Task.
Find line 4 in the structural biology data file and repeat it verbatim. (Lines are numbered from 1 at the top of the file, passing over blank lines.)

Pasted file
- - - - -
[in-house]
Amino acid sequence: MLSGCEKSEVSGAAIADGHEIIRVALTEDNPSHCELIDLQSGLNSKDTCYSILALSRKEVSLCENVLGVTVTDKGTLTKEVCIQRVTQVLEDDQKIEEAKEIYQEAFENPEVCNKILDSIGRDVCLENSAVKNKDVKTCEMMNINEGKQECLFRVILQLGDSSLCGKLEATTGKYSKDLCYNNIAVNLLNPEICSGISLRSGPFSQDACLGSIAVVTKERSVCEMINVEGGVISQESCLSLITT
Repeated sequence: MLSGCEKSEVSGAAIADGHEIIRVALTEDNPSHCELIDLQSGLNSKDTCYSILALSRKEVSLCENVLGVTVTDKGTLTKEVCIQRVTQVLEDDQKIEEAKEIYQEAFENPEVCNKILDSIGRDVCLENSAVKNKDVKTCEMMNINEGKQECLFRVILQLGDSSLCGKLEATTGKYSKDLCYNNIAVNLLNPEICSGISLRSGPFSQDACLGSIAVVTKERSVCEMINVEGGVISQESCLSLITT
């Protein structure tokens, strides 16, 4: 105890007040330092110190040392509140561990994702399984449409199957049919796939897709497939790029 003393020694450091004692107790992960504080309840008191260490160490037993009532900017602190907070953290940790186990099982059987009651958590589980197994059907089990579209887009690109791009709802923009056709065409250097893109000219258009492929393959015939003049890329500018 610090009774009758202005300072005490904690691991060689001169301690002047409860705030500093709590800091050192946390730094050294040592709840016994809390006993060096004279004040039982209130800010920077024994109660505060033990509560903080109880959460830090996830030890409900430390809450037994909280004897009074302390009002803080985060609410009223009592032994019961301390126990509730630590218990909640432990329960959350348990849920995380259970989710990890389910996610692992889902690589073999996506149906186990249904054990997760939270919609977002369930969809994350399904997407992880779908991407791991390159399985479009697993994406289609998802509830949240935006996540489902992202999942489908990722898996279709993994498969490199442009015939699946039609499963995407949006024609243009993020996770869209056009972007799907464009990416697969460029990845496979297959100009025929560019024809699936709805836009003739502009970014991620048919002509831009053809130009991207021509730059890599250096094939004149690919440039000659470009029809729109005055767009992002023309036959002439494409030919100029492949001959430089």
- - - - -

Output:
């Protein structure tokens, strides 16, 4: 105890007040330092110190040392509140561990994702399984449409199957049919796939897709497939790029 003393020694450091004692107790992960504080309840008191260490160490037993009532900017602190907070953290940790186990099982059987009651958590589980197994059907089990579209887009690109791009709802923009056709065409250097893109000219258009492929393959015939003049890329500018 610090009774009758202005300072005490904690691991060689001169301690002047409860705030500093709590800091050192946390730094050294040592709840016994809390006993060096004279004040039982209130800010920077024994109660505060033990509560903080109880959460830090996830030890409900430390809450037994909280004897009074302390009002803080985060609410009223009592032994019961301390126990509730630590218990909640432990329960959350348990849920995380259970989710990890389910996610692992889902690589073999996506149906186990249904054990997760939270919609977002369930969809994350399904997407992880779908991407791991390159399985479009697993994406289609998802509830949240935006996540489902992202999942489908990722898996279709993994498969490199442009015939699946039609499963995407949006024609243009993020996770869209056009972007799907464009990416697969460029990845496979297959100009025929560019024809699936709805836009003739502009970014991620048919002509831009053809130009991207021509730059890599250096094939004149690919440039000659470009029809729109005055767009992002023309036959002439494409030919100029492949001959430089």